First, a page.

“I watched a snail crawl along the edge of a straight razor. That’s my dream; that’s my nightmare. Crawling, slithering, along the edge of a straight razor… and surviving.”

The top three examples of ego run rampant that ended the director lead era of 70s Hollywood are Michael Cimino’s Heaven’s Gate, William Friedkin’s Sorcerer and Francis Ford Coppola’s Apocalypse Now.  Way over time and way over budget, Cimino basically brought down an entire movie studio and ruined his own career.  Way over time and way over budget, Friedkin used every bit of goodwill he’d built with The French Connection and The ExorcistAnd while he’s made more than a few well received movies in the decades since, he never really reached the A-list again.  Way over time and way over budget, Coppola made one of the most deservedly iconic movies of all time.


It’s the Vietnam War and Martin Sheen’s Capt. Willard is a black ops soldier, with several clandestine assassinations to his name.  Which makes him just the man to be covertly sent to Cambodia, where rogue US. Col. Kurtz (Marlon Brando) has built his own cult like army, and taken to fighting his own war by his own rules. (more…)

MOVIE REVIEW | ***SHAKESPEARE WEEK*** Julius Caesar (1955)

Julisu Ceasar

“The evil that men do lives after them, The good is oft interred with their bones; So let it be with Caesar.”

Olivier…  Branagh…  Leguizamo…  Of all the greats to have performed Shakespeare on screen, the name Marlon Brando would never spring to mind.  When it comes to acting, he is undisputedly one of the best.  But his method acting roots and natural, mumble mouthed performances in so many of his iconic roles would never make me think he was up to the precision required to deliver Shakespearean dialogue.  So when I was deciding on which 10 Shakespeare movie adaptations would make the cut for Shakespeare Week, seeing Brando’s name in the credits was a guarantee that Julius Caesar would make the cut.  If for no other reason than pure curiosity.


It’s the year 44 BC, and Julius Caesar (Loui Calhern) returns to Rome after winning a war against Pompey.  By his side are two great friends and allies, Brutus (James Mason) and Marc Antony (Brando).  But the loyalty of Brutus is soon put the test, and ultimately compromised, by scheming senator Cassius (John Gielgud).  It’s not long before Brutus is leading the charge, helping plan and execute the murder of Julius Caesar, for what he genuinely believes is the good of Rome. (more…)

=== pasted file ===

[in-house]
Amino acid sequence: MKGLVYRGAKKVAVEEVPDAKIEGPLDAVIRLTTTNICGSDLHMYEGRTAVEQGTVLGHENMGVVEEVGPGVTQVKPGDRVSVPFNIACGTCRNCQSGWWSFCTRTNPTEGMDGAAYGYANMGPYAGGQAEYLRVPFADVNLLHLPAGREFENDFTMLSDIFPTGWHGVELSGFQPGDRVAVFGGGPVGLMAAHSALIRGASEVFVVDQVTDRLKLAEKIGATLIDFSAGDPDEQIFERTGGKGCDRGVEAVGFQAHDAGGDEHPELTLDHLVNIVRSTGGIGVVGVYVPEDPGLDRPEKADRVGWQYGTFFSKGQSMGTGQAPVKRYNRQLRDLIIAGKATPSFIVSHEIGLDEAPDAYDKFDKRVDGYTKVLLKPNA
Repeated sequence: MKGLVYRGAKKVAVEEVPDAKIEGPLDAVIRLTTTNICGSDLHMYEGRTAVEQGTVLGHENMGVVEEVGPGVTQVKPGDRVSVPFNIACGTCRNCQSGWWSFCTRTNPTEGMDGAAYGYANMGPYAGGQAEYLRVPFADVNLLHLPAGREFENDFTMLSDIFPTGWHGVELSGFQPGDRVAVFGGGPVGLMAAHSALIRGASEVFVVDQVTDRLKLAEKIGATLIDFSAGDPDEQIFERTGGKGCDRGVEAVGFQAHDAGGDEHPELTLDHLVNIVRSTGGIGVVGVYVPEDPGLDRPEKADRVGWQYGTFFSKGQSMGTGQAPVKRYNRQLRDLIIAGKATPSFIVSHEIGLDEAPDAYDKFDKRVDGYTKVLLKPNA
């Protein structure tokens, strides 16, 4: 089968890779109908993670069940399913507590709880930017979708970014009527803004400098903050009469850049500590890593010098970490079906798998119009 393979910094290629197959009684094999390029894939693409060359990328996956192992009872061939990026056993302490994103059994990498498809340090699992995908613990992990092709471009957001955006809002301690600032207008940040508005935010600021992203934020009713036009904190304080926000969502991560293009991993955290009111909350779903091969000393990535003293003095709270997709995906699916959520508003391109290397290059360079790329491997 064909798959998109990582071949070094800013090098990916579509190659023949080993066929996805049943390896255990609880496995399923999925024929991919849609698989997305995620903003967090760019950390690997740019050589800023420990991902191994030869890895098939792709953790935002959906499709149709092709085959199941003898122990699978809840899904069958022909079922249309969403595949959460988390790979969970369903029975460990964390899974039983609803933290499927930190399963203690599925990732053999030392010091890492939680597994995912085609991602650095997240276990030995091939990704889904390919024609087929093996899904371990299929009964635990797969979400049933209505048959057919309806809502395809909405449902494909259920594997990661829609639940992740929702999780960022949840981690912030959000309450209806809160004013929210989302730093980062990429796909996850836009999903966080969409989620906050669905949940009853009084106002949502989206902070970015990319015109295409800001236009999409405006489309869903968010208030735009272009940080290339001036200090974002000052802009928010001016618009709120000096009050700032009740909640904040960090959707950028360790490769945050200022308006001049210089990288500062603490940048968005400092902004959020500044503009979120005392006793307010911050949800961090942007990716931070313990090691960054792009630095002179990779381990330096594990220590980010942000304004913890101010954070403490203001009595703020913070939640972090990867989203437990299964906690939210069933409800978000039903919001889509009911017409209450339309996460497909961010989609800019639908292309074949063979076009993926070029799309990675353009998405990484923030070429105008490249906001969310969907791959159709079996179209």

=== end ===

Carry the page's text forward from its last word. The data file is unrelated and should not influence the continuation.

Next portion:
MOVIE REVIEW | ***AFI WEEKEND*** #47. A Streetcar Named Desire (1951)

“The American Film Institute’s list of the 100 Greatest Movies was selected by AFI’s blue-ribbon panel of more than 1,500 leaders of the American movie community to commemorate 100 Years of Movies”. Every weekend(ish) during 2015, I’ll review two(ish), counting them down from 100 to 1.
 Streetcar
“Deliberate cruelty is unforgivable, and the one thing of which I have never, ever been guilty of.”

Marlon Brando and Vivien Leigh in front of the camera.  Elia Kazan behind it.  All working from a story written by Tennessee Williams.  Plenty of movies come with good pedigrees, but in the early 50s, this collection of people goes beyond dream team.  It’s the kind of thing that means if the results were anything less than phenomenal, it would be considered a failure.  It must have been immense pressure for everyone involved when they were making A Streetcar Named Desire, and they all stood up to the challenge, knocking it out of the park.


Blanche DuBois (Vivien Leigh) arrives in New Orleans looking for her sister, Stella (Kim Hunter).  When she tracks Stella down, she meets Stella’s husband, Stanley Kowalski (Marlon Brando).  Causing trouble at the local bowling alley, Stanley immediately has Blanche on edge.  Suspicious of why Blanche has left her job as a high school teacher, Stanley straight away expects the worst of his sister-in-law and tries to dig up some dirt to justify his suspicions. (more…)